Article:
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March 17, 1995


Appeal from Houston Circuit Court. (CV-91-193).

Yates, Judge. Robertson, P.j., and Thigpen, Monroe, and Crawley, JJ., concur.

The opinion of the court was delivered by: Yates

YATES, Judge

In March 1991, Carolyn McNair sued Dothan Marine, Inc., *fn1 to recover workmen's compensation benefits for an on-the-job injury she had suffered on June 19, 1990. In March 1992, Auto-Owners Insurance Company, the workmen's compensation insurance carrier, moved to intervene, requesting bifurcated proceedings to determine whether it was obligated to provide a defense or coverage under the policy, and asking the court to "declare the rights, obligations, and remedies of the parties herein." The request for intervention was granted.

Auto-Owners then counterclaimed against McNair and crossclaimed against Dothan Marine, alleging that Dothan Marine did not, as required by the insurance policy, promptly notify it of McNair's injury and that it, therefore, had no duty to defend the claim or to pay damages. In July 1994, the trial court entered a summary judgment in favor of Auto-Owners, holding that Auto-Owners had no duty to pay any judgment in favor of McNair and that it had no obligation to indemnify or to defend Dothan Marine in regard to McNair's claim. In August 1994, the court made the judgment final, pursuant to Rule 54(b), Ala. R. Civ. P. McNair appeals, contending that the summary judgment was improper. We agree.

A summary judgment is proper when there is no genuine issue of material fact and the movant is entitled to a judgment as a matter of law. Rule 56, Ala. R. Civ. P. In deciding whether there was a genuine issue of material fact, this court must view the evidence in the light most favorable to the nonmovant and must resolve all reasonable doubts against the movant. Wakefield v. State Farm Mutual Automobile Ins. Co., 572 So. 2d 1220 (Ala. 1990).

McNair testified by deposition that the morning after her injury she spoke by telephone with her supervisor at Dothan Marine and that the supervisor told her to go to the hospital emergency room. McNair went to the emergency room; she was treated and released, but she had to return to the emergency room later that day. She stated that the hospital received permission by telephone from Gharrett Driskell, president of Dothan Marine, for her to receive treatment. McNair further testified that two days after her injury, and again approximately one week later, she took to Driskell a letter from her doctor stating that she could not work. She said that she telephoned Driskell to ask what she should do about her work, because she was hurt. She stated that he wanted to know what had happened; she said that she told him, and that he told her he would pay her salary for two weeks; she said he did so and that she did not return to work.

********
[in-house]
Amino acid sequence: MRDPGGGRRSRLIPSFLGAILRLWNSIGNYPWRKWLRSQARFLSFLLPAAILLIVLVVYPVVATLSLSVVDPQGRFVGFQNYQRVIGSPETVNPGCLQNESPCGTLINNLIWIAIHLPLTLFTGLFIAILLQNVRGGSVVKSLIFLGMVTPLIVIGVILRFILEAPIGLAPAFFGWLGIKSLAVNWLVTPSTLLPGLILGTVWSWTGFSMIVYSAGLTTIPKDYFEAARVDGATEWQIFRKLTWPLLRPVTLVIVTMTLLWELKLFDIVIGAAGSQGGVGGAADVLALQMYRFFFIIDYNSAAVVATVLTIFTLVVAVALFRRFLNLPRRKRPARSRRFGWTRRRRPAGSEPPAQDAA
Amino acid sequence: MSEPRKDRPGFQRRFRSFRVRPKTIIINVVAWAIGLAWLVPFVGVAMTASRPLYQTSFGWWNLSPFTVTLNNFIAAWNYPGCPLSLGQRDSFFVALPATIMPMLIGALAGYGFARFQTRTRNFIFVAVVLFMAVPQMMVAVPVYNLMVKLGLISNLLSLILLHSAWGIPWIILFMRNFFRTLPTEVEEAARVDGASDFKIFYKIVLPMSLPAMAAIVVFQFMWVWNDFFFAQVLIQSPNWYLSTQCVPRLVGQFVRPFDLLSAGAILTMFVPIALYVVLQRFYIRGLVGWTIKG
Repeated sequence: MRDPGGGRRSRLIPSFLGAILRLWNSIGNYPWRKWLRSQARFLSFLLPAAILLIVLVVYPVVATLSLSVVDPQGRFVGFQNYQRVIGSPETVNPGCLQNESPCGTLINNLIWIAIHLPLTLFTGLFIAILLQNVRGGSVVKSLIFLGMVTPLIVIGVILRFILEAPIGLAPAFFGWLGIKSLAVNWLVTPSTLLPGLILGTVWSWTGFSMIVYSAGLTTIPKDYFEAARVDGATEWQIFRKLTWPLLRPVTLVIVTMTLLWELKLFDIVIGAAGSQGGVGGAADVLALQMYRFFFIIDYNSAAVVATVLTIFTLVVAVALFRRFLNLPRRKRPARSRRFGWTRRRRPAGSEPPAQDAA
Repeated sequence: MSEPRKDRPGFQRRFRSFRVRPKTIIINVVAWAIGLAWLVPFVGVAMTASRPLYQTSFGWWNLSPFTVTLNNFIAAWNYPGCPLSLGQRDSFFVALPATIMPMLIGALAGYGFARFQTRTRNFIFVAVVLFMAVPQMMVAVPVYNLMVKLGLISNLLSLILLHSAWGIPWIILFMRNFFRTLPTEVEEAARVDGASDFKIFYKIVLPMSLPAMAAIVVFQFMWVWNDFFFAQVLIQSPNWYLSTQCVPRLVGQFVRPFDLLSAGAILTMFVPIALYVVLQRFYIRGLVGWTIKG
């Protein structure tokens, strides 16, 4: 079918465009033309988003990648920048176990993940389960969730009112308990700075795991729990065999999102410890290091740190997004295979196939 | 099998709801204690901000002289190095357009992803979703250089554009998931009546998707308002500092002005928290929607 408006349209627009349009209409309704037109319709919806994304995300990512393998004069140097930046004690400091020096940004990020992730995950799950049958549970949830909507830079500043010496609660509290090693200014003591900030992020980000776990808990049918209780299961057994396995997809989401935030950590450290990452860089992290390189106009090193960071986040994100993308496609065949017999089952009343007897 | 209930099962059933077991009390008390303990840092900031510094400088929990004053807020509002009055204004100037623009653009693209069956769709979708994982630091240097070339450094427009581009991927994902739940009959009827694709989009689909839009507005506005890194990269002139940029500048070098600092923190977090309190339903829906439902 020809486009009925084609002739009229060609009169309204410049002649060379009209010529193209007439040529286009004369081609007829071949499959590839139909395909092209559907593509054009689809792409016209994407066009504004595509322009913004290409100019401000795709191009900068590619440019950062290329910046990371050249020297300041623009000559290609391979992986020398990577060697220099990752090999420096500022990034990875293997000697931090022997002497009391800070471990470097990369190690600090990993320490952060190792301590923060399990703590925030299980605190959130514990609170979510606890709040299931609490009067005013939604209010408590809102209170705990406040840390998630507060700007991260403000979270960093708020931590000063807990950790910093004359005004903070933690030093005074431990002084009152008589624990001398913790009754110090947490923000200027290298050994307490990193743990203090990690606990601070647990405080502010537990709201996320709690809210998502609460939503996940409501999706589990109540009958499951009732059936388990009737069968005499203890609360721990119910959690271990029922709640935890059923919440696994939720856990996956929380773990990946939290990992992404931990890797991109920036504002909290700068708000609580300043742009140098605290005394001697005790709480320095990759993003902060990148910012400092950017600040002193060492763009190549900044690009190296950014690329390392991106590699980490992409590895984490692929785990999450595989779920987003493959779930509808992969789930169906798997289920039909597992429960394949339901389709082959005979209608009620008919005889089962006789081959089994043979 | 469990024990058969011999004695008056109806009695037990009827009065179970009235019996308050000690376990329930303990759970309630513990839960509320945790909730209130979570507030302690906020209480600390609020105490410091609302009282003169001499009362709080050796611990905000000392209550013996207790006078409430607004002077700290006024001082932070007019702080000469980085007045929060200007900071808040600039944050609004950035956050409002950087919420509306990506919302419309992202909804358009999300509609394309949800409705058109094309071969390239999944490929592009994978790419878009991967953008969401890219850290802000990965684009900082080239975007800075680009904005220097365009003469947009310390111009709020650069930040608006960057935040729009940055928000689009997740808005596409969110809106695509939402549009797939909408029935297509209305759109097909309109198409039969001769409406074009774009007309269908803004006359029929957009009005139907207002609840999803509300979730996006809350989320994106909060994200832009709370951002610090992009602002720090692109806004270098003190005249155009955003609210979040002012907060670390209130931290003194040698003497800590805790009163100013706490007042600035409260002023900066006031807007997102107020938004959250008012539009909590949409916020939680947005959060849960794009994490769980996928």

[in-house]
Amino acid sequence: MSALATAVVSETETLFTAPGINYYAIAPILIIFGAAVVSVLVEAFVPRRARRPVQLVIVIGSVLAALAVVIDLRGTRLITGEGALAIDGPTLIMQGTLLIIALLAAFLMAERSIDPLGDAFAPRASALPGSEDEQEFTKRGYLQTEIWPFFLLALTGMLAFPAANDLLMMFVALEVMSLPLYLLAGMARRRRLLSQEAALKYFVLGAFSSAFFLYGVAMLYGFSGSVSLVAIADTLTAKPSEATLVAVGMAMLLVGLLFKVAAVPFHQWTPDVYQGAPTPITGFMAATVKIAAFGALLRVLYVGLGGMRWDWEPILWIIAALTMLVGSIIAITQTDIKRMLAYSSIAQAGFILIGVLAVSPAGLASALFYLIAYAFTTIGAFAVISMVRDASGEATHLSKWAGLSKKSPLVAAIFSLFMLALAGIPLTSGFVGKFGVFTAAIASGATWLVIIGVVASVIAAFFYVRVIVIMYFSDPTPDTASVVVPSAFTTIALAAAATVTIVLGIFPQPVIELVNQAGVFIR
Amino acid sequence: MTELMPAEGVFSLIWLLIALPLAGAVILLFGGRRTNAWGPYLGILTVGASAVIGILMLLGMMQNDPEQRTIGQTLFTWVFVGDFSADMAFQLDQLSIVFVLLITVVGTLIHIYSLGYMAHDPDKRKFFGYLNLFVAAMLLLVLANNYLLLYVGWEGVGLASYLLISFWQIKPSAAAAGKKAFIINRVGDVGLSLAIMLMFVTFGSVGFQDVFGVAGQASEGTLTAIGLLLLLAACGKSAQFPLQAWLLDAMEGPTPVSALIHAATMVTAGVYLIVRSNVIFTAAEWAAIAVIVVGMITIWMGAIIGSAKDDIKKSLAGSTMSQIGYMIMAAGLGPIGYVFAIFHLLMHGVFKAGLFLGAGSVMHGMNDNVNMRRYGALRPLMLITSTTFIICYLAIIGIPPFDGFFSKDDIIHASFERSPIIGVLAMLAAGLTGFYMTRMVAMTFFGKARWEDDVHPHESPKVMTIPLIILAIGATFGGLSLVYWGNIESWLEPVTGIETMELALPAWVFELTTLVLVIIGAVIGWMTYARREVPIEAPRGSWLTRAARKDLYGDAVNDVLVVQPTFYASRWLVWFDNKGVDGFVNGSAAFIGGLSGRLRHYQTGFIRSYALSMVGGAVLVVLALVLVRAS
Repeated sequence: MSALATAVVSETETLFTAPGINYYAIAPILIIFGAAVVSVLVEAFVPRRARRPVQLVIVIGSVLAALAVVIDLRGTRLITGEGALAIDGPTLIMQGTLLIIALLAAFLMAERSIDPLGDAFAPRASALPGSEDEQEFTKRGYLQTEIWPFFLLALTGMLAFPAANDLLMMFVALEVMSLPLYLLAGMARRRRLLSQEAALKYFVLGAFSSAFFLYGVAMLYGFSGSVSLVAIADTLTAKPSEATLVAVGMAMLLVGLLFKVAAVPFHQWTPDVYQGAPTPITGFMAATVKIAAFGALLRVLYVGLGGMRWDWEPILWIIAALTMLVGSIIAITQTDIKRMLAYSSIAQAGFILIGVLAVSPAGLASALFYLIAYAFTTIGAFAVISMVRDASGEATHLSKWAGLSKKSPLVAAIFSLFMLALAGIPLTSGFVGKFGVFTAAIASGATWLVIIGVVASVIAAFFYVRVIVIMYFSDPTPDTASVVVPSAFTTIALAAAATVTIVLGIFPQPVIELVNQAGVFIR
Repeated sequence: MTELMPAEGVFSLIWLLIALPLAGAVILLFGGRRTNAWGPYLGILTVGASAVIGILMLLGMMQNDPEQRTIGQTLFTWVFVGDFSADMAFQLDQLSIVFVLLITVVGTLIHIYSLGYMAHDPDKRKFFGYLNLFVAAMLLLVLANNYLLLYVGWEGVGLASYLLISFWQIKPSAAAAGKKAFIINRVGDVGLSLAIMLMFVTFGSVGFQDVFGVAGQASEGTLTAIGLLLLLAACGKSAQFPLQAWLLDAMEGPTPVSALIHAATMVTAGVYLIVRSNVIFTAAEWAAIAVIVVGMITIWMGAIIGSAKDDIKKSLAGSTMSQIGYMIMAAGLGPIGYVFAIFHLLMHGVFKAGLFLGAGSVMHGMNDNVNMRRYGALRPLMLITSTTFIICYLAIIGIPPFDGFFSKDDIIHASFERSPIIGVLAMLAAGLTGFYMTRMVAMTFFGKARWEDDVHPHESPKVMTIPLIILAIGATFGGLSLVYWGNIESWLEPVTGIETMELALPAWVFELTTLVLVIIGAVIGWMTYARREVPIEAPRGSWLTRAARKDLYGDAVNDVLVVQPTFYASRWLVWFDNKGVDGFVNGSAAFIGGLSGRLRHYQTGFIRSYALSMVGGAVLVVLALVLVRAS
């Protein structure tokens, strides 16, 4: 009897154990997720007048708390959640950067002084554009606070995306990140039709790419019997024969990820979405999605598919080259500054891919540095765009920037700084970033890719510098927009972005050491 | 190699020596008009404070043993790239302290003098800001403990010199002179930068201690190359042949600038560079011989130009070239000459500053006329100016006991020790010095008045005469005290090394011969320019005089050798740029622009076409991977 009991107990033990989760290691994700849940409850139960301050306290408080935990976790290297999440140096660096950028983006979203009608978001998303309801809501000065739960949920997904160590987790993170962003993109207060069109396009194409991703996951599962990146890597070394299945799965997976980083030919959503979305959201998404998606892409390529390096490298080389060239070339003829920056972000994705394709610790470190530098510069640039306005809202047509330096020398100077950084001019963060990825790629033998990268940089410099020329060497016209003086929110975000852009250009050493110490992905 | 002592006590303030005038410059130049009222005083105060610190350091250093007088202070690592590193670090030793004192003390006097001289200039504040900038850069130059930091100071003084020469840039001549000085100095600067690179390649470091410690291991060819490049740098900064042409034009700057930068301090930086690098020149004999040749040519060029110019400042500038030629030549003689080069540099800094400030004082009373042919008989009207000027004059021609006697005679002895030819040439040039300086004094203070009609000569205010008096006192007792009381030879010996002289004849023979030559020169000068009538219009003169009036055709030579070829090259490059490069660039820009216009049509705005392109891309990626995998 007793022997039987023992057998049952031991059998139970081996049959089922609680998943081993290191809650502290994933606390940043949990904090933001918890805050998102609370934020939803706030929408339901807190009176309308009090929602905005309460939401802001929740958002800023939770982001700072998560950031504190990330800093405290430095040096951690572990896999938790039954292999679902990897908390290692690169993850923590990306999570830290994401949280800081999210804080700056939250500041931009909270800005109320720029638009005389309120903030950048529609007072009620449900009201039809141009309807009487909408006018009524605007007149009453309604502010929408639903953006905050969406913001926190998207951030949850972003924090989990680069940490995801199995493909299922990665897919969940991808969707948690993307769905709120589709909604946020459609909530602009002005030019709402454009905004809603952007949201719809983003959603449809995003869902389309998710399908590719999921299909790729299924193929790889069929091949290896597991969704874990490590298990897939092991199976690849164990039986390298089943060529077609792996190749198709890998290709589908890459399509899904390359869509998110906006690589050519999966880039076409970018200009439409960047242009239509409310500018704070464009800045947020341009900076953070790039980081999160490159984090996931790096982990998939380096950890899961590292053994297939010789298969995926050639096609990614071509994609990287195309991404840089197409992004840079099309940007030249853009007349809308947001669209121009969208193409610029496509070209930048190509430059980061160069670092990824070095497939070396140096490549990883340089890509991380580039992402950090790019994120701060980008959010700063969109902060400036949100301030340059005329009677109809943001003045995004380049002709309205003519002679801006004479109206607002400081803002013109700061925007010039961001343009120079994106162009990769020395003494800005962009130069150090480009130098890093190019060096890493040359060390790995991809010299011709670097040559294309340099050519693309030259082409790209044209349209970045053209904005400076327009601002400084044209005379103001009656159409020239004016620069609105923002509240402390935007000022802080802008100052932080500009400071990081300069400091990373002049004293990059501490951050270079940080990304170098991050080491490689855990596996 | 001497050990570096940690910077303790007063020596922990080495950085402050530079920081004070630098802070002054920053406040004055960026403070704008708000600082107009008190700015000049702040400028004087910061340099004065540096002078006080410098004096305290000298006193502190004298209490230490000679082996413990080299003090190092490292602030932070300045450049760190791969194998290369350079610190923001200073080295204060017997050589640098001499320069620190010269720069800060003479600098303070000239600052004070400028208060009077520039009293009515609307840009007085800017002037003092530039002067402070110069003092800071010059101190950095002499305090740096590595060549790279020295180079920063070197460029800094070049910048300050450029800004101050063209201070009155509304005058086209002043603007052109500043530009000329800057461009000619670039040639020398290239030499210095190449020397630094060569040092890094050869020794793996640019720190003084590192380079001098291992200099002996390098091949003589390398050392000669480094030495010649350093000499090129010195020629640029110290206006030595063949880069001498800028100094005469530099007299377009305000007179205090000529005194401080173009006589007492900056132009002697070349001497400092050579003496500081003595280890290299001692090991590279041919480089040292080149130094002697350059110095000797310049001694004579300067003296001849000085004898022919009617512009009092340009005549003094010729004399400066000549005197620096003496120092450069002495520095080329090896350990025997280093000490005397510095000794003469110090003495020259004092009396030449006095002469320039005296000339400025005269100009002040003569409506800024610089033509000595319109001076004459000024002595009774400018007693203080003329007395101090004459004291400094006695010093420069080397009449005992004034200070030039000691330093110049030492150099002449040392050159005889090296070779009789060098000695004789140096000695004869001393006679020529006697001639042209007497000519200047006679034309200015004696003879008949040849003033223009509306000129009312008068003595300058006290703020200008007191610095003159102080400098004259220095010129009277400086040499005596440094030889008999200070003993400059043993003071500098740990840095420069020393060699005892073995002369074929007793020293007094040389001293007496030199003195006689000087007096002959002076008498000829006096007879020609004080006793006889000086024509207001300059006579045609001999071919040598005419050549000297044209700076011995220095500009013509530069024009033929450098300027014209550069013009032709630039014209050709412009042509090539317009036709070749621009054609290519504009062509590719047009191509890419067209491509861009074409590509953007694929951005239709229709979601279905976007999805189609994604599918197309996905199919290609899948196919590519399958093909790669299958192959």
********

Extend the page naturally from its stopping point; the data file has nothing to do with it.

The workmen's compensation insurance policy required Dothan Marine to "tell [Auto-Owners] at once if injury occurs that may be covered by this policy" and to "promptly give [Auto-Owners] all notices, demands and legal papers related to the injury, claim, proceeding or suit." Auto-Owners alleged that Dothan Marine did not notify it of McNair's claim until six months after the injury and, therefore, it argued, it was not responsible for defending the claim or paying damages. McNair argues that Auto-Owners cannot raise the issue of lack of timely notice from her employer, its insured, when she had timely notified Dothan Marine.

Section 25-5-8(f)(1), Ala. Code (1975), requires that all insurance policies contain the following language: "As between the worker and the insurer, notice to and knowledge by the employer of the occurrence of the injury shall be deemed notice and knowledge on the part of the insurer."

Auto-Owners acknowledged this statutory provision by including in its policy a clause stating, "Where ... required by law ... as between an injured worker and us [Auto- Owners], we have notice of the injury when you [the policyholder/employer] have notice." Therefore, when McNair notified Dothan Marine, the condition precedent under the policy had been met and coverage should not be denied for lack of prompt notice.

This court in Kennedy v. Cochran, 475 So. 2d 872, 875 (Ala. Civ. App. 1985), stated:

"Our courts have observed that 'no contract or agreement can modify a law, the exception being where no principle of public policy is violated parties are at liberty to forgo the protection of the law.' ...The Alabama legislature in enacting the workmen's compensation law declared a principle of public policy that employees be covered by this law. Thus, any attempt to modify the act's provision by contract or agreement would abrogate this act and its purpose."

(Citations omitted.) Further, "The Workmen's Compensation Act was intended to serve a beneficent purpose, and should be liberally construed so as to effectuate its purpose and humane design." Wells v. Morris, 33 Ala. App. 497, 502, 35 So. 2d 54, 57 (1948). We believe the legislative intent behind § 25-5-8(f)(1) is clear from the plain language of the statute itself; it appears that Auto Owners attempted to undermine the statute's purpose.

Accordingly, after reviewing the evidence, we conclude that the trial court erroneously entered the summary judgment in favor of Auto-Owners. Therefore, we reverse the judgment and remand the case for further proceedings consistent with this ...

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